In computing, Microsoft Binary Format (MBF) is a format for floating-point numbers which was used in Microsoft's BASIC languages, including MBASIC, GW-BASIC and QuickBASIC prior to version 4.00.
There are two main versions of the format. The original version was designed for memory-constrained systems and stored numbers in 32 bits (4 bytes), with a 23-bit mantissa, 1-bit sign, and an 8-bit exponent. Extended (12k) BASIC included a double-precision type with 64 bits.
During the period when it was being ported from the Intel 8080 platform to the MOS 6502 processor, computers were beginning to ship with more memory as a standard feature. This version was offered with the original 32-bit format or an optional expanded 40-bit (5-byte) format. The 40-bit format was used by most home computers of the 1970s and 1980s. These two versions are sometimes known as "6-digit" and "9-digit", respectively.
On PCs with x86 processor, QuickBASIC, prior to version 4, reintroduced the double-precision format using a 55-bit mantissa in a 64-bit (8-byte) format. MBF was abandoned during the move to QuickBASIC 4, which used the standard IEEE 754 format, introduced a few years earlier.
Bill Gates and Paul Allen were working on Altair BASIC in 1975. They were developing the software at Harvard University on a DEC PDP-10 running their Altair emulator. One thing they lacked was code to handle floating-point numbers, required to support calculations with very big and very small numbers, which would be particularly useful for science and engineering. One of the proposed uses of the Altair was as a scientific calculator.
At a dinner at Currier House, an undergraduate residential house at Harvard, Gates and Allen complained to their dinner companions that they had to write this code and one of them, Monte Davidoff, told them that he had written floating-point routines before and convinced Gates and Allen that he was capable of writing the Altair BASIC floating-point code. At the time, while IBM had introduced their own programs, there was no standard for floating-point numbers, so Davidoff had to come up with his own. He decided that 32 bits would allow enough range and precision. When Allen had to demonstrate it to MITS, it was the first time it ran on an actual Altair. But it worked, and when he entered ‘PRINT 2+2’, Davidoff's adding routine gave the correct answer.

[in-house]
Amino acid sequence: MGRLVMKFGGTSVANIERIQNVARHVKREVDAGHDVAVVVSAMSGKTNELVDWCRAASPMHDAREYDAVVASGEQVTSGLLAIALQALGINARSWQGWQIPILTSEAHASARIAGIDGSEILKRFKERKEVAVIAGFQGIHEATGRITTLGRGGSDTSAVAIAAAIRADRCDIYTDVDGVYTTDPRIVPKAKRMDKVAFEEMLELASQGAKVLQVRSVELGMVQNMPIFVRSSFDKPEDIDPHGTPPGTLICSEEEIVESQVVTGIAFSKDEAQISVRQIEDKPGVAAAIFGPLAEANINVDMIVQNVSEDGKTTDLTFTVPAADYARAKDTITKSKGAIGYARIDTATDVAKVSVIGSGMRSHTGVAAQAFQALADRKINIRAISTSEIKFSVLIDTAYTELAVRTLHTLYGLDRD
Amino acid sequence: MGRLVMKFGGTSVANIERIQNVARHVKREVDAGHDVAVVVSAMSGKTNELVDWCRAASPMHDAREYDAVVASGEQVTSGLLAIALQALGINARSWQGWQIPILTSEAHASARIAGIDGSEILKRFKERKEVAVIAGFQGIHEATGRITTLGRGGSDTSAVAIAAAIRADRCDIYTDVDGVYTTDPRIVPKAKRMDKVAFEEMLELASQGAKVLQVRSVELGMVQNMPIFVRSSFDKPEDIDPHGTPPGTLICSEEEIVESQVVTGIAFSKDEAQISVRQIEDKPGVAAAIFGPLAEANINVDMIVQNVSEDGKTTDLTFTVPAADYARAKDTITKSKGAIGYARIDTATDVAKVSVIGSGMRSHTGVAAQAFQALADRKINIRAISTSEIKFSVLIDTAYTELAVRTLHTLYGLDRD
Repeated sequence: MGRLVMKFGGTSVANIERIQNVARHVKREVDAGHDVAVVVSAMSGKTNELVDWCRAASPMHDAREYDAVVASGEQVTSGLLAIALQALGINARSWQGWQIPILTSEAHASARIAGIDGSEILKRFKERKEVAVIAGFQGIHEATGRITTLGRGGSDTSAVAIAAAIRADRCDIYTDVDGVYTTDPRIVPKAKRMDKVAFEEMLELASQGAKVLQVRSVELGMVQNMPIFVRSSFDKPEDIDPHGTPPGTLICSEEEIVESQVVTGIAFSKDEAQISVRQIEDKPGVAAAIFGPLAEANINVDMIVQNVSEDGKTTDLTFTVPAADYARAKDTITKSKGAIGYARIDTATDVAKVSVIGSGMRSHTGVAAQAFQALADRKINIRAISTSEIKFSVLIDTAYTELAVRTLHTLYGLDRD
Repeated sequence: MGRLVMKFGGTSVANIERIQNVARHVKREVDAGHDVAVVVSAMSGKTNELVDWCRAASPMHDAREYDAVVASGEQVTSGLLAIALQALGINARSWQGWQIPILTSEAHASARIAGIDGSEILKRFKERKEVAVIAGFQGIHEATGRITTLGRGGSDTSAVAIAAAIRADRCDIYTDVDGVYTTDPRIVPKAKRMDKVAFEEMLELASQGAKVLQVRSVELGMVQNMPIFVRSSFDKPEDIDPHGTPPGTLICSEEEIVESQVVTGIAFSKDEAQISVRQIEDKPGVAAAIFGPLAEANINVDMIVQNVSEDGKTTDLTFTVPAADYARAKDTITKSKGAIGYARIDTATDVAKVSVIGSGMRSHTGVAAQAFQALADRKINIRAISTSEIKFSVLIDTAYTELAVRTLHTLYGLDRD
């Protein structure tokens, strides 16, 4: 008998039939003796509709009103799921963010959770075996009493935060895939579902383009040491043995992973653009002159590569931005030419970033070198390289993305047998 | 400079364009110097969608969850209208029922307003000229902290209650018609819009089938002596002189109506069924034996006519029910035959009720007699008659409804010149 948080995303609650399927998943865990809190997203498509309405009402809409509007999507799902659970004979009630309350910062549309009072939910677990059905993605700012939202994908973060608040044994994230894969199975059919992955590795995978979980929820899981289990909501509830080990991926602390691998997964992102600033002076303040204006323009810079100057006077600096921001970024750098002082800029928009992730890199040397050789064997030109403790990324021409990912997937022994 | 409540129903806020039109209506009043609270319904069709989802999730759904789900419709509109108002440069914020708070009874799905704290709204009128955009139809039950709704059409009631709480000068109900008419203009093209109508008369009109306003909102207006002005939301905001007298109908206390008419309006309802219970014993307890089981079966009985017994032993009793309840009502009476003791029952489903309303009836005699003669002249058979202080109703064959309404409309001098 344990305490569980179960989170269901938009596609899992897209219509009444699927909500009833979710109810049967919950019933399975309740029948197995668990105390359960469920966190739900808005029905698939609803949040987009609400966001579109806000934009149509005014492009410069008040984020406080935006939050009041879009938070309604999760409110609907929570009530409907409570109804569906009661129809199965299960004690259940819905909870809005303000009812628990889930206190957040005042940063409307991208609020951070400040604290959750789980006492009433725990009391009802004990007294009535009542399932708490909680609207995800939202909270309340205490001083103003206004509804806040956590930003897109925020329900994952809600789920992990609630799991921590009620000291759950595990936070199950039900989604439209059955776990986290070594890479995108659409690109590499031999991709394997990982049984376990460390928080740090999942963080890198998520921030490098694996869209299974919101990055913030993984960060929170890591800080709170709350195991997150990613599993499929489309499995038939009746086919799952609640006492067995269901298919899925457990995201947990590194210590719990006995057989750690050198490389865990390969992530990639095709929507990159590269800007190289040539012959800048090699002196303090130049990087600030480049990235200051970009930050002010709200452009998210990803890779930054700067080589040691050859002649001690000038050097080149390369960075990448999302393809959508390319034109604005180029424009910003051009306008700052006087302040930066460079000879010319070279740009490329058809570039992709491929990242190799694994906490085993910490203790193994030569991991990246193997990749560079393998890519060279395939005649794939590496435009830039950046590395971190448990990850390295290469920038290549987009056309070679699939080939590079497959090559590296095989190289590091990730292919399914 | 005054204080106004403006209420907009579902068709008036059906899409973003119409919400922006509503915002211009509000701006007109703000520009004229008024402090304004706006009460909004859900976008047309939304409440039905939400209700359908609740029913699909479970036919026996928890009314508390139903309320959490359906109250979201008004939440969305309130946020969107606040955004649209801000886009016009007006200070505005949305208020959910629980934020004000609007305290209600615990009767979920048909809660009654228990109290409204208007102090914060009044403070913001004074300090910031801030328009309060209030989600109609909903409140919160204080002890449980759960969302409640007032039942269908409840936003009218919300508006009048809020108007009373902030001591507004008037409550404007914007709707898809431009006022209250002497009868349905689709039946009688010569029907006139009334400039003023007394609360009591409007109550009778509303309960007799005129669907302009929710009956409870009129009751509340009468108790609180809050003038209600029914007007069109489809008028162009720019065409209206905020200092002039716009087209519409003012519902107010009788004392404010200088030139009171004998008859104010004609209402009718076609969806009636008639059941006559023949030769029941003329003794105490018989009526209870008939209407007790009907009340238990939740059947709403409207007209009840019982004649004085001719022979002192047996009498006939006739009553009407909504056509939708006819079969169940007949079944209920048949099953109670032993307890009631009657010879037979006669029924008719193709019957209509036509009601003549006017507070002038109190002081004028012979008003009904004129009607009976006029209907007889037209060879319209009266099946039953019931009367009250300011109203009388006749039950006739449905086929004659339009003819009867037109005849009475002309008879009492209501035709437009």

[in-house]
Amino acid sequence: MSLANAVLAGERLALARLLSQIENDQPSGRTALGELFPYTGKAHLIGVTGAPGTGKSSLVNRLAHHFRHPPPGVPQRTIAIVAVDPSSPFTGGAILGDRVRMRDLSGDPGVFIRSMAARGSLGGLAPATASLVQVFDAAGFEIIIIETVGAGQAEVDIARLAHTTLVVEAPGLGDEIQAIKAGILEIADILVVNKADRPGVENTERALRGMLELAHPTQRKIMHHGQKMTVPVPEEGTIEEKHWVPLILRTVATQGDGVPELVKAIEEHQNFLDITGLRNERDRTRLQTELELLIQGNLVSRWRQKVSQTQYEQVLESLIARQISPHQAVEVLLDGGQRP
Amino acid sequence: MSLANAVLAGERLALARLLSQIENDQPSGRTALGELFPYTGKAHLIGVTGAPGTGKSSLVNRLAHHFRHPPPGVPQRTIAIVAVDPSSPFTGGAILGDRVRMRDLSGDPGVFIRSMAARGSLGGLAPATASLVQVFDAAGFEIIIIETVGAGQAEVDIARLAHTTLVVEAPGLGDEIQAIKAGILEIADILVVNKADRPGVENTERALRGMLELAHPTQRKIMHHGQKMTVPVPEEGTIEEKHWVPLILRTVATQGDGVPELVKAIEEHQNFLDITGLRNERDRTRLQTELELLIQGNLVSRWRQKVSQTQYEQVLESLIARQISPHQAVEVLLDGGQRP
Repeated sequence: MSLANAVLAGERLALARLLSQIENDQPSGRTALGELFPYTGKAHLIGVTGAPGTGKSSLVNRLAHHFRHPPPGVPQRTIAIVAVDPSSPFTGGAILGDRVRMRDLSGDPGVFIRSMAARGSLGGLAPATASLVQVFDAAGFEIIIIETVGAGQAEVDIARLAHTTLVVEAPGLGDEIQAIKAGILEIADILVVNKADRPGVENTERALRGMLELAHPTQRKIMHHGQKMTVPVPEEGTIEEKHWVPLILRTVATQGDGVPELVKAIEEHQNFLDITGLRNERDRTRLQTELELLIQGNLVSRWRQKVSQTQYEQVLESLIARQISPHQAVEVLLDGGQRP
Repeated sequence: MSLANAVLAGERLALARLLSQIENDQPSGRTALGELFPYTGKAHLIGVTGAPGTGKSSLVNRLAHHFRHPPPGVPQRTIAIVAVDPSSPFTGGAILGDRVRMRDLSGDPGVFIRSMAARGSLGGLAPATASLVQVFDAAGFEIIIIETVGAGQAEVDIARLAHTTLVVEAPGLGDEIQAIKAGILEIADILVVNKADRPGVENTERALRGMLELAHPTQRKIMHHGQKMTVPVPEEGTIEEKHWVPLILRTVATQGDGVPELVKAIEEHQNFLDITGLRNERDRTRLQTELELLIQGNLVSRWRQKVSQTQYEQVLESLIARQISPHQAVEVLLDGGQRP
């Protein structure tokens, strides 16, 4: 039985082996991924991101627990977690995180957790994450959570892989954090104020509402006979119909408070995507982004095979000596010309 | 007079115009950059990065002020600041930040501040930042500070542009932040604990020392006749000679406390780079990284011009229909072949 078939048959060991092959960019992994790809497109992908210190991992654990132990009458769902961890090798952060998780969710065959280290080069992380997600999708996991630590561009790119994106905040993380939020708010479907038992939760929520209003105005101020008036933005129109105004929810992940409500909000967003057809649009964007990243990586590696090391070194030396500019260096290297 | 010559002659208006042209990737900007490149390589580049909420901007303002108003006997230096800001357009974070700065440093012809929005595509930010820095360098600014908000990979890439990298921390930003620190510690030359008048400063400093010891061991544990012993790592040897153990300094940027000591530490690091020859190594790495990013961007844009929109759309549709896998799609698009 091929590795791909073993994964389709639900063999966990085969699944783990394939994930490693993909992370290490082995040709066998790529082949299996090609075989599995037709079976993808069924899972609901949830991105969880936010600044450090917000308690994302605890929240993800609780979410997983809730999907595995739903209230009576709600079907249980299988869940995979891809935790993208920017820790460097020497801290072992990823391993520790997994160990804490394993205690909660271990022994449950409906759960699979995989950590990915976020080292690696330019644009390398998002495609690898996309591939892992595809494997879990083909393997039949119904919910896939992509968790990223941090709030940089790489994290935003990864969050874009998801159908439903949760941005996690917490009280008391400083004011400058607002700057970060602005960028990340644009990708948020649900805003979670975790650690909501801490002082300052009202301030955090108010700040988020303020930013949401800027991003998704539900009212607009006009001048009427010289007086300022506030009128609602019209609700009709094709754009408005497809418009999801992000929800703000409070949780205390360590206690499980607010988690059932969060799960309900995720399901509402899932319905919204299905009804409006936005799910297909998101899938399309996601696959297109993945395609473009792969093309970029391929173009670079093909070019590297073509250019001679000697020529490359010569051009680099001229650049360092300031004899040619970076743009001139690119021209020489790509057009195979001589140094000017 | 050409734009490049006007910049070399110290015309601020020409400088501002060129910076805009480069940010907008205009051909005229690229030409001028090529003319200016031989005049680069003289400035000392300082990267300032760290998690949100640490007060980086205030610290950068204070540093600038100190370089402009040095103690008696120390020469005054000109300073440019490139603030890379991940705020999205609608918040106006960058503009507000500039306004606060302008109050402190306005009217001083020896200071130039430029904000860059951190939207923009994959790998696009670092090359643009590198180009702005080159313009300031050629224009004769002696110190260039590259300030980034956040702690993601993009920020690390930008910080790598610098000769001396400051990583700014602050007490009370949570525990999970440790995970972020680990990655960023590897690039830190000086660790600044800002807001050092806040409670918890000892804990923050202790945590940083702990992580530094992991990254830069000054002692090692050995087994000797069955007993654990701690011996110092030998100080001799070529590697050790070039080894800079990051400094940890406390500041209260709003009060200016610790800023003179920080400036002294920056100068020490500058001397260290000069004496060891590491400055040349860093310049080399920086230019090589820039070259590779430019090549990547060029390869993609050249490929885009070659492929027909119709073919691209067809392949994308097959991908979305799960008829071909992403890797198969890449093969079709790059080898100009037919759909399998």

A copy of the source code for Altair BASIC resurfaced in 1999. In the late 1970s, Gates's former tutor and dean Harry Lewis had found it behind some furniture in an office in Aiden, and put it in a file cabinet. After more or less forgetting about its existence for a long time, Lewis eventually came up with the idea of displaying the listing in the lobby. Instead, it was decided on preserving the original listing and producing several copies for display and preservation, after librarian and conservator Janice Merrill-Oldham pointed out its importance. A comment in the source credits Davidoff as the writer of Altair BASIC's math package.
Altair BASIC took off, and soon most early home computers ran some form of Microsoft BASIC. The BASIC port for the 6502 CPU, such as used in the Commodore PET, took up more space due to the lower code density of the 6502. Because of this it would likely not fit in a single ROM chip together with the machine-specific input and output code. Since an extra chip was necessary, extra space was available, and this was used in part to extend the floating-point format from 32 to 40 bits. This extended format was not only provided by Commodore BASIC 1 & 2, but was also supported by Applesoft BASIC I & II since version 1.1 (1977), KIM-1 BASIC since version 1.1a (1977), and MicroTAN BASIC since version 2b (1980). Not long afterwards, the Z80 ports, such as Level II BASIC for the TRS-80 (1978), introduced the 64-bit, double-precision format as a separate data type from 32-bit, single-precision. Microsoft used the same floating-point formats in their implementation of Fortran and for their macro assembler MASM, although their spreadsheet Multiplan and their COBOL implementation used binary-coded decimal (BCD) floating point. Even so, for a while MBF became the de facto floating-point format on home computers, to the point where people still occasionally encounter legacy files and file formats using it.